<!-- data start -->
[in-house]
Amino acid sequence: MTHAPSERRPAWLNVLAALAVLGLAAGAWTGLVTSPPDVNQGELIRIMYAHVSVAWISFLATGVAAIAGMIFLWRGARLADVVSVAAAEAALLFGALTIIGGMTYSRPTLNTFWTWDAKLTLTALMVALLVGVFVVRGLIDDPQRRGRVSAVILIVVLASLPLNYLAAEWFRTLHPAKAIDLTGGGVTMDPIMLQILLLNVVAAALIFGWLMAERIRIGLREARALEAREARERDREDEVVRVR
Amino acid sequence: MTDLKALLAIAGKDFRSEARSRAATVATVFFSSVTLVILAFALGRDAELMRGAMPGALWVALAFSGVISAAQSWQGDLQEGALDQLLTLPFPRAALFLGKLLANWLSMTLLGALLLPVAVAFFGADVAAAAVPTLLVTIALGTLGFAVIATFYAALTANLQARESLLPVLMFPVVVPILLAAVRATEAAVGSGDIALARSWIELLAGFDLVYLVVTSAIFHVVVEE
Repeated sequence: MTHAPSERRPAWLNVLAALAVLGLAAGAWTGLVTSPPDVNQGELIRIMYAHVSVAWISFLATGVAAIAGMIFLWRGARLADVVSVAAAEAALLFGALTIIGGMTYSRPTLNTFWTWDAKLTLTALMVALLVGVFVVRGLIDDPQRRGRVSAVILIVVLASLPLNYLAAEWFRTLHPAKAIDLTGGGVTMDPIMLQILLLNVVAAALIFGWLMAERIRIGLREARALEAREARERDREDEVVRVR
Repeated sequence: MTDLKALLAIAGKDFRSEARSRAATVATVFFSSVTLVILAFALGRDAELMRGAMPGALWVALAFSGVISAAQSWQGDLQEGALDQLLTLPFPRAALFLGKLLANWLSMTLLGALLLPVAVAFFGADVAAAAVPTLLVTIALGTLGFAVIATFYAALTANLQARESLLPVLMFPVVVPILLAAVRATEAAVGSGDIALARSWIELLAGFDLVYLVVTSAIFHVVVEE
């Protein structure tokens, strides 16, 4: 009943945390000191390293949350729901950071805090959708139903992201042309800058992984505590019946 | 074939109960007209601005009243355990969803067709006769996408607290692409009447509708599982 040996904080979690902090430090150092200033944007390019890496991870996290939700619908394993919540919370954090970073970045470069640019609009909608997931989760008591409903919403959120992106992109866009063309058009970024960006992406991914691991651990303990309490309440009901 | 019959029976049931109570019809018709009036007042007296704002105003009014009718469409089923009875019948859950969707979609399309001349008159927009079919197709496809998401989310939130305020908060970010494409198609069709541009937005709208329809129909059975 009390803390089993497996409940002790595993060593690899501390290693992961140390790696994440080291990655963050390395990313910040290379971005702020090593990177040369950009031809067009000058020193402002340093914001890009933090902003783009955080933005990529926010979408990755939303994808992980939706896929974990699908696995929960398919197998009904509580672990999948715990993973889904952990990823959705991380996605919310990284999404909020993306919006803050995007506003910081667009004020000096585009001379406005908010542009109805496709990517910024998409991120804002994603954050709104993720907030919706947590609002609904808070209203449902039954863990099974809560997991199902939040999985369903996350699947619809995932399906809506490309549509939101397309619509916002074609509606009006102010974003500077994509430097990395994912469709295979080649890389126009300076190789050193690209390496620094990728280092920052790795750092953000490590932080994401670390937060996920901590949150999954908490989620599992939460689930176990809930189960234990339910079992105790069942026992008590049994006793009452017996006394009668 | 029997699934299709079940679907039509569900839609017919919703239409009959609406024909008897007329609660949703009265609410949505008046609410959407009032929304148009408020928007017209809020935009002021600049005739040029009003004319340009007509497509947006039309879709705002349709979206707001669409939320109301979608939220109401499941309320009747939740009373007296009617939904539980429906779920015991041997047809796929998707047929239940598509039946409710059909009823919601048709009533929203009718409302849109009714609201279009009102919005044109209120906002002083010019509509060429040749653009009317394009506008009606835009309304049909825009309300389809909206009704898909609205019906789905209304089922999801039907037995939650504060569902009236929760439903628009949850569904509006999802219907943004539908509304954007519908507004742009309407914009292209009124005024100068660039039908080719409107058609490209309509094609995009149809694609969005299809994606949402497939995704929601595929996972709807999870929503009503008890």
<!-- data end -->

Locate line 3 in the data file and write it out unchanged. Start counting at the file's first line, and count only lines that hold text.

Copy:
Amino acid sequence: MTDLKALLAIAGKDFRSEARSRAATVATVFFSSVTLVILAFALGRDAELMRGAMPGALWVALAFSGVISAAQSWQGDLQEGALDQLLTLPFPRAALFLGKLLANWLSMTLLGALLLPVAVAFFGADVAAAAVPTLLVTIALGTLGFAVIATFYAALTANLQARESLLPVLMFPVVVPILLAAVRATEAAVGSGDIALARSWIELLAGFDLVYLVVTSAIFHVVVEE